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CAMEL. CAXEL, Arabian, described, vi. 199;

day of the, victory of Ali over the rebels Tolka and Zobeir so called,

275. CAMELOPARDALIS, or giraffe, i. 231, note;

Gibbon corrected, 232, note M. CAMISARDB of Languedoc, compared

with the African Circumcellions, iii.

95. CAMP, Roman, i. 152. Campagna of Rome, reduced to a wil.

derness, v. 356. CAMPANIA, i. 157; desulation of, from

the imperial policy, ii. 336. Campania, or Champagne, iv. 235, note. CAMPBIRE, its use and cultivation in

the East, vi. 295 and note. Camus, a liquor in use among the

Huns, distilled from barley, iv. 211. Canada, compared with ancient Ger

many, i. 351. Candia, modern name of Crete, whence

derived, vi. 408 (v. Crete). CANDIDIANUS put to death by Licinius,

ii. 136. CANINIAN law on manumissions, ii. 37,

note. CANNIBALISM of the Crusadurs, vii. 211. CANNON, enormous one procured by

Mahomet II. for the siege of Constan

tinople, viii. 152; bursts, 160. Canoes, Russian, described, vii. 86. CANTABRIANS, i. 156. CANTACUZENE, John, character of his

History, vii. 390; assists the younger Andronicus in his rebellion against his grandfather, 391 and 392, note M.; his character, 396 ; opulence, ib.; regent in the minority of John Palæologus, 397 ; attacks upon his regency, ib.; declared a public enemy, 398; assumes the purple at Demotica, ib. ; flight and reception by the Cral or despot of the Servians, 399; civil war, ib. ; alliance with the Turks, 400; admitted into Constantinople by Facciolati, great duke, 401; coronation, 402; reign, ib.; associates his son Matthew, 403 ; abdication and retirement to a convent, 404; war with the Genoese and destruction of his feet, 409; alliance with the Venetians, 410; naval defeat, 411; humiliating treaty with the Genoese, ib.; his friendship and alliance with Amir, Turkish prince of lonia, vui, 25; marries his

CARACALLA. daughter to Orchan, Turkish prince of Bithynia, 26; negociations with pope Clement VI., at Avignon, viü.

79. CANTACUZENE, Matthew, associated

in the empire by his father, John,

vii. 403. CANTELORIUS, his treatise • De Præ

fecto Urbis,' ii. 313, note. CANTEMIR, character of his history of

the Ottoman empire, viii. 22, note. CAPELIANUS, defeats the Gordians, i.

315. CAPICULI, or troops of the Porte, viii.

155 and note. Capita, assessment by, erroneously re

ferred by Gibbon to persons, ii. 338, note S.; meant pieces of land, ib.

and 341, note S. CAPITATION-Tax under Constantine, ii.

337; Gibbon's error respecting, corrected, ib. note S. ; two meanings of, explained, ib.; how levied in Gaul,

338. Capito, ATEIUS, his voluminous legal

works, v. 275 ; nature of his legal tenets, 278; founder of a legal sect,

279. Capitol of Rome, destruction of, ii.

237, note ; new, dedicated by Domitian, ib.; roof of described, iv. 256, note; first gilded by Catulus, ib.; becomes the residence of the civil magistrate, 289, note ; described, viii. 200 and note S.; absurd description of, by a writer of the middle

ages, viii. 285. CAPITOLINE games, when instituted,

viii. 226, note. CAPIZUCCHI, Italian family, viii. 220. CAPPADOCIA, kingdom of, i. 160; large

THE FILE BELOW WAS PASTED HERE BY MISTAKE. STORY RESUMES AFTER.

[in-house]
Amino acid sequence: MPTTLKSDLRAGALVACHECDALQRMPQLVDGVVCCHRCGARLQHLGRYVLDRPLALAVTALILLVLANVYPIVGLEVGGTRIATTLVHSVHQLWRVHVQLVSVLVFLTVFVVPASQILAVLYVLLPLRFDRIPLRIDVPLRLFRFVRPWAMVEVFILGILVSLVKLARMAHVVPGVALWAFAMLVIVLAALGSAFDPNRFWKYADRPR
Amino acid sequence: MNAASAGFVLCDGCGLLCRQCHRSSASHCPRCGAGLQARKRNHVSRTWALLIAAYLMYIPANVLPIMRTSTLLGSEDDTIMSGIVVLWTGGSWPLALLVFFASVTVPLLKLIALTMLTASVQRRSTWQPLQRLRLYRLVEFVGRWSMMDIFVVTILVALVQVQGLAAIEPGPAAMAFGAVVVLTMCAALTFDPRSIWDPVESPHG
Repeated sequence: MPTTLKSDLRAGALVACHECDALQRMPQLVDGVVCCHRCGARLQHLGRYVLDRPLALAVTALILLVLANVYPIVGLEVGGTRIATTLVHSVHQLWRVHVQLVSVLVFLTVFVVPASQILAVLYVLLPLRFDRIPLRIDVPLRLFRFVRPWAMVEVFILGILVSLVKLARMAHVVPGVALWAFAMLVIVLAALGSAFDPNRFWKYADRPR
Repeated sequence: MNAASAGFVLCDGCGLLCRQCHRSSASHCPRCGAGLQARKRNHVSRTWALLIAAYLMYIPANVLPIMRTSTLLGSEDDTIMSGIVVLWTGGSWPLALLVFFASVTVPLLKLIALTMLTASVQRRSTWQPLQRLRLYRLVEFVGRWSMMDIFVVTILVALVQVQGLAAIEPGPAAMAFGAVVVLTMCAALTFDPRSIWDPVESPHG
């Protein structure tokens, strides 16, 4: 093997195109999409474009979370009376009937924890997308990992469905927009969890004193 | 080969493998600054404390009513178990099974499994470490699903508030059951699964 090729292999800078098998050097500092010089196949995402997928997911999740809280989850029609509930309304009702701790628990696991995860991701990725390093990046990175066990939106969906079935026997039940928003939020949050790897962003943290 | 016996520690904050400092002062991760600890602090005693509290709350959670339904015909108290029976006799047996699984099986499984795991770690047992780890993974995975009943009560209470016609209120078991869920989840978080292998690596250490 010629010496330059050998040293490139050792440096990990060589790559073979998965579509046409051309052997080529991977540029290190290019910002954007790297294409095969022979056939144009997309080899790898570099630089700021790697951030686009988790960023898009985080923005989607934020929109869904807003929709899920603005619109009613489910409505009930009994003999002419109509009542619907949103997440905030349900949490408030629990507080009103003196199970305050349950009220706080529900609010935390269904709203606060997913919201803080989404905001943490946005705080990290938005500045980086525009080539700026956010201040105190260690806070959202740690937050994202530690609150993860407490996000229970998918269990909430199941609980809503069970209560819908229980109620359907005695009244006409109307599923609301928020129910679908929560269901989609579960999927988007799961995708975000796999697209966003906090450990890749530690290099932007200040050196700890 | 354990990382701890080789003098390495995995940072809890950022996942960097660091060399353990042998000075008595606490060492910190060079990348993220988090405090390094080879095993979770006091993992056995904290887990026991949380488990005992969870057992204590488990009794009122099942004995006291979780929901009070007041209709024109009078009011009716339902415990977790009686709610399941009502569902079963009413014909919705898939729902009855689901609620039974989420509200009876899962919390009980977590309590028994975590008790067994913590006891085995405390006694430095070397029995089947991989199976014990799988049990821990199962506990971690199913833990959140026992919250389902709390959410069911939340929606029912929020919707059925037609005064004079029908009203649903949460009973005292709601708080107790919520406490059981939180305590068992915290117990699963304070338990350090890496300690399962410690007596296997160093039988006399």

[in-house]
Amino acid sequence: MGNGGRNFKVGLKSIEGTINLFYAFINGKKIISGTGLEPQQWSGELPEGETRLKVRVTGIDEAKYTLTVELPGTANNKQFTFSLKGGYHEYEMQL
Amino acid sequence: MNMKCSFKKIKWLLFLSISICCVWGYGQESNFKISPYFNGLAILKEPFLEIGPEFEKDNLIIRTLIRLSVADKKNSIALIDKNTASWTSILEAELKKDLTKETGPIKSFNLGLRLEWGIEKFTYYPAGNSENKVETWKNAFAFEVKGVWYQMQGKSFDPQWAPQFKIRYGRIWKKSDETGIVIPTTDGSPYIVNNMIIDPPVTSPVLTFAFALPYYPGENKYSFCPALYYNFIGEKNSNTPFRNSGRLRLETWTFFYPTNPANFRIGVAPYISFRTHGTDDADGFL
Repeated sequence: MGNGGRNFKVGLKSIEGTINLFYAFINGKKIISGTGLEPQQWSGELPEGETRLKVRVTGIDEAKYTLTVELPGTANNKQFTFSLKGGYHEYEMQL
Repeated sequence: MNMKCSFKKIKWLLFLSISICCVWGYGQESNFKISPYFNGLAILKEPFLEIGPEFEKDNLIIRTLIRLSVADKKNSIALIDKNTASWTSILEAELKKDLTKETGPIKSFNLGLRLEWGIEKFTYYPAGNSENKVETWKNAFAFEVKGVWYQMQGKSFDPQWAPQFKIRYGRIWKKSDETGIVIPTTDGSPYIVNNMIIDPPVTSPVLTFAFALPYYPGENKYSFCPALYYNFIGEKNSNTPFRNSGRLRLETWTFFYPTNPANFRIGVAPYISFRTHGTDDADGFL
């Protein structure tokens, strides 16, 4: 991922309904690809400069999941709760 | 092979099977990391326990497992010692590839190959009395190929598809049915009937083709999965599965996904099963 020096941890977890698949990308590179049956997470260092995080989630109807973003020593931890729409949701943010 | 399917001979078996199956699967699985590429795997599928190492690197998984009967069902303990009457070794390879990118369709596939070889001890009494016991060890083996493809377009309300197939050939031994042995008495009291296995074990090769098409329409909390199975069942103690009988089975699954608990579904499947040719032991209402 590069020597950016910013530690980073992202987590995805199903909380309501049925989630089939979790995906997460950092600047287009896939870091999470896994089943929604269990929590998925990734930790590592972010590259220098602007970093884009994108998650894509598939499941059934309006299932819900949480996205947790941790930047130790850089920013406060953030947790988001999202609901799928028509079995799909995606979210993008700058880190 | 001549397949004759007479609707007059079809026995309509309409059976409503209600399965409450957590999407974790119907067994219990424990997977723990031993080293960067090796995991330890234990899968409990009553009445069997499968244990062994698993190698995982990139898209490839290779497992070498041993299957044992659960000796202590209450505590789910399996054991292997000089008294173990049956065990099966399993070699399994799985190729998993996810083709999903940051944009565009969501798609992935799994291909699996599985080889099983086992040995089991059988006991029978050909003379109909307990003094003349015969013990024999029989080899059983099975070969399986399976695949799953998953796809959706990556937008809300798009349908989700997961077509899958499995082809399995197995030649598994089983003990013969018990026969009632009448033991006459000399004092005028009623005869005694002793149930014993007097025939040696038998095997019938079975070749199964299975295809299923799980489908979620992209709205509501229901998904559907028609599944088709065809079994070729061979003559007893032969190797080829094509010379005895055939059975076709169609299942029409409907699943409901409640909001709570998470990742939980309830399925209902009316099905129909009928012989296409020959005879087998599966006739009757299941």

estates of Constantine and his successors in, ii. 329; excellent breed

of horses in, 330 and note. CAPRARIA, isle of, munks or solitaries

at, iv, 18. Capua, i. 157. Caput Vada, near Carthage, landing

of Belisarius at, v. 105 and note. CARACALLA, discord with Geta, i. 264 ;

date of his elevation, 265, note ; ambition and impiety, 266 ; accossion jointly with Geta, 267; their jealousy, ib.; scheme to divide the empire, 268 ; murders Geta, ib. ; remorse, 269; cruelty, 270; directs the massacre at Alexandria, 272 ;

CARACALLUS. murdered, 274 ; emulated Alexander, ib.; edict making all freemen of the empire Roman citizens, 293 ; whether genuine, 302, note S. ; his

nurse a Christian, ii. 257. CARACALLUS, for CARACALLA, i. 264,

note S. CABACORUM, or Holin, residence of the

Mongol Khans, viii. 17 and note. Caractacus, i. 140. Carausius, revolt of, in Britain, ii. 70;

extraction, ib. notes; assumes the purple, 71 ; duration of his reign, ib. and note S.; naval power, ib. ; acknowledged emperor by Diocletian,

72; murdered by Allectus, ib. CARAVANS, Sogdian, route of, to and

from China, v. 59. CARBEAS, the Paulician, and com

mander of the guards, revolt of, vii. 53; alliance with the Saracens, ib.; fortifies Tephrice, ib.; defeats the

emperor Michael, ib. CARDINAL, origin and progress of that

title, vi. 181; college of, obtains the right of electing to the papal chair, viii. 211; how composed, ib. and

note ; conclave instituted, 212. CARDUCHIANS implore Trajan's pro

tection, i. 143. CARDUENE ceded to the Romans, ii. 87. Cabinus, son of Carus, intrusted with

the government of the West, ii. 53; emperor, 56; vices, ib.; defeated by

Diocletian, 63 ; assassinated, ib. CARIZME conquered by the Saracens,

vi. 300. CARIZMIANS, invade Syria, and take

and sack Jerusalem, vii. 271. CARLOMAN, king of Hungary, his treaty

with Godfrey of Bouillon, vii. 202. CARLOVINGIAN dynasty, establishment

of in France, vi. 156. CARMATH, an Arabian preacher, founds

the sect of the Carmathians, vi. 417 and note S.; their military exploits,

418. CARMELITES, derived from the prophet

Elijah, iv. 306, note. CARNUNTUM, ruins of, i. 249, note S. CAROCIUM, or standard of the Lom

bards, vi. 188. CARP LIO, son of Aëtius, educated in

the camp of Attila, iv. 223. CARRAGO, or fortification of a Gothic

camn, iii. 328 and note. CABRA Æ, Temple of the Moon at, i. 274 ;

CATALAUNIAN PLAINS. (Haran) ancient residence of Abra

ham, iii. 188, note. CARTHAGB, i. 161, 186 ; bishopric of,

purchased by Lucilla for Majorinus, ii. 262, note; cathedral of, number of its ministers, iii. 31; conference at respecting the Donatists, iv. 179 and note ; surprised by Genseric, 186; described, ib.; receives Belisarius, v. 100 ; despair of the Arians and triumph of the Catholics, ib. ; natural alteration in the neighbour. hood of, 110, note ; fortifications of, restored by Belisarius, 111; synod of, restores catholicism, 115 ; taken by Hassan, lieutenant of Abdalmalek, vi. 350 ; relieved by the præfect John, sb. ; recaptured and burnt,